April 1, 2022

Amidst the Ukrainian Conflict, Remembering War’s Impact on Women

More than one month into Russia’s invasion of Ukraine, with no hint of an imminent end, there are many questions surrounding the fate of the civilians who have been affected by this conflict—one being the fate of Ukrainian women and girls. Since the start of the military offensive, nearly 4 million people have fled to neighboring countries, a large majority of them women and children.

The United Nations (UN) and other nongovernmental organizations over the past several years have worked to raise awareness of war’s impact on women, including its considerable public health impacts.

In a 2003 address to the United Nations Security Council, then Under-Secretary-General for Peacekeeping Operations Jean-Marie Guéhenno communicated that women and girls often suffer disproportionately both during and after war, as existing inequalities are magnified and social networks break down, making them more vulnerable to sexual violence and exploitation. Susan McKay, in her 1998 article “The Effects of Armed Conflict on Girls and Women,” expanded on the impact of armed conflict, describing its potential effect on mental health and on women’s role as caregivers. As McKay describes, “Because women are the primary child caregivers, when they are affected by war, so are children… During and after wars, women are instrumental in providing a sense of family and community continuity that supports children’s healing from war-related trauma. Women’s physical and psychosocial health and survival are therefore critical to the well-being of children, both during and after conflict.”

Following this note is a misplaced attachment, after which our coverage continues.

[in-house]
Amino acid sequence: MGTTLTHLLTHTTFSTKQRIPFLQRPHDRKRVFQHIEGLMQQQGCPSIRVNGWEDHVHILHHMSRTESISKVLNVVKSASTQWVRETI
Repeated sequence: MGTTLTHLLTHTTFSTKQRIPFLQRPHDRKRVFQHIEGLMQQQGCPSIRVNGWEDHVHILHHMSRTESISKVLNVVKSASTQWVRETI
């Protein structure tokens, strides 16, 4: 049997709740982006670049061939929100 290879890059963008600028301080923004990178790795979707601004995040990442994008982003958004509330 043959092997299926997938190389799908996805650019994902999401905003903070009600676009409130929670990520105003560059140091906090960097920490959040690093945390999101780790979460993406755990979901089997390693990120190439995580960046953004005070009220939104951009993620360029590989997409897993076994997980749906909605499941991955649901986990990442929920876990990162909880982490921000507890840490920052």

Related to the war in Ukraine, there are also vital public health considerations resulting from its ensuing refugee crisis. Beyond the increasing attacks on health care facilities within Ukraine itself, surrounding countries are now feeling the effects of war. According to a March 2022 piece in The Lancet, not only are Ukraine’s neighboring countries raising concerns over health care capacity, but refugees are also at risk for poor mental health, are experiencing exhaustion—worsening existing chronic illnesses—and women are giving birth. Additionally, given some public health concerns in Ukraine, including a high incidence rate of tuberculosis, a major HIV/AIDS epidemic, and low COVID-19 vaccination rates, the European Centre for Disease Prevention and Control is advising neighboring countries to provide access to health care services to help mitigate the potential impact of these diseases. The Scientific American emphasizes that “there is a well-established link between war and disease outbreaks,” pointing to Syria’s refugee crisis spurring a measles outbreak and the Democratic Republic of the Congo’s conflict exacerbating the country’s Ebola outbreaks.

According to World Health Organization Director General Tedros Adhanom Ghebreyesus, “The war in Ukraine is having devastating consequences for the health of Ukraine’s people…that will reverberate for years or decades to come.” Support, medical care, and staff will be critical for neighboring countries’ health care systems to care for both their citizens and Ukrainian citizens, in addition to continued humanitarian assistance so health care workers and medical supplies can reach citizens in need.

Below are some of the organizations are currently offering assistance for Ukrainian relief and recovery efforts:

General Support Organizations

Women-Focused Organizations

Medical Services Organizations

For more information on the impact of the war in Ukraine and its impact on women, you can read more here.